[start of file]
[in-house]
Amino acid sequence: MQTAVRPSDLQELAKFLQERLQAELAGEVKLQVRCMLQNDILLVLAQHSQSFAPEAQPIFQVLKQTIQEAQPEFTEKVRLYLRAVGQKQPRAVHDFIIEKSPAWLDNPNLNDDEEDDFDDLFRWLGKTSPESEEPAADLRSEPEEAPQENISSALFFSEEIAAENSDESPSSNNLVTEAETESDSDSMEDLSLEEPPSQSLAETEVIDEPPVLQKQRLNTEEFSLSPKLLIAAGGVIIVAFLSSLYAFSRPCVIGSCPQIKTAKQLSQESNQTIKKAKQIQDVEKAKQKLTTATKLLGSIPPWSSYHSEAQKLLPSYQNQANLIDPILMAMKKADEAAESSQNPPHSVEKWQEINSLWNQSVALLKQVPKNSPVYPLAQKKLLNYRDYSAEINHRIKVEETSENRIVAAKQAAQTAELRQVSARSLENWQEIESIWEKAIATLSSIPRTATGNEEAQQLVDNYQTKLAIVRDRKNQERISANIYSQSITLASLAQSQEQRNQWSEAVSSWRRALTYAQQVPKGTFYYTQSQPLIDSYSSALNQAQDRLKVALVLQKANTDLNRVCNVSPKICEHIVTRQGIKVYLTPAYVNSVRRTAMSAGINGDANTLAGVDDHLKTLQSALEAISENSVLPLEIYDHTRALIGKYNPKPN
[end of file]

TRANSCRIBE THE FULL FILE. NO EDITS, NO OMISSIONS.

[in-house]
Amino acid sequence: MQTAVRPSDLQELAKFLQERLQAELAGEVKLQVRCMLQNDILLVLAQHSQSFAPEAQPIFQVLKQTIQEAQPEFTEKVRLYLRAVGQKQPRAVHDFIIEKSPAWLDNPNLNDDEEDDFDDLFRWLGKTSPESEEPAADLRSEPEEAPQENISSALFFSEEIAAENSDESPSSNNLVTEAETESDSDSMEDLSLEEPPSQSLAETEVIDEPPVLQKQRLNTEEFSLSPKLLIAAGGVIIVAFLSSLYAFSRPCVIGSCPQIKTAKQLSQESNQTIKKAKQIQDVEKAKQKLTTATKLLGSIPPWSSYHSEAQKLLPSYQNQANLIDPILMAMKKADEAAESSQNPPHSVEKWQEINSLWNQSVALLKQVPKNSPVYPLAQKKLLNYRDYSAEINHRIKVEETSENRIVAAKQAAQTAELRQVSARSLENWQEIESIWEKAIATLSSIPRTATGNEEAQQLVDNYQTKLAIVRDRKNQERISANIYSQSITLASLAQSQEQRNQWSEAVSSWRRALTYAQQVPKGTFYYTQSQPLIDSYSSALNQAQDRLKVALVLQKANTDLNRVCNVSPKICEHIVTRQGIKVYLTPAYVNSVRRTAMSAGINGDANTLAGVDDHLKTLQSALEAISENSVLPLEIYDHTRALIGKYNPKPN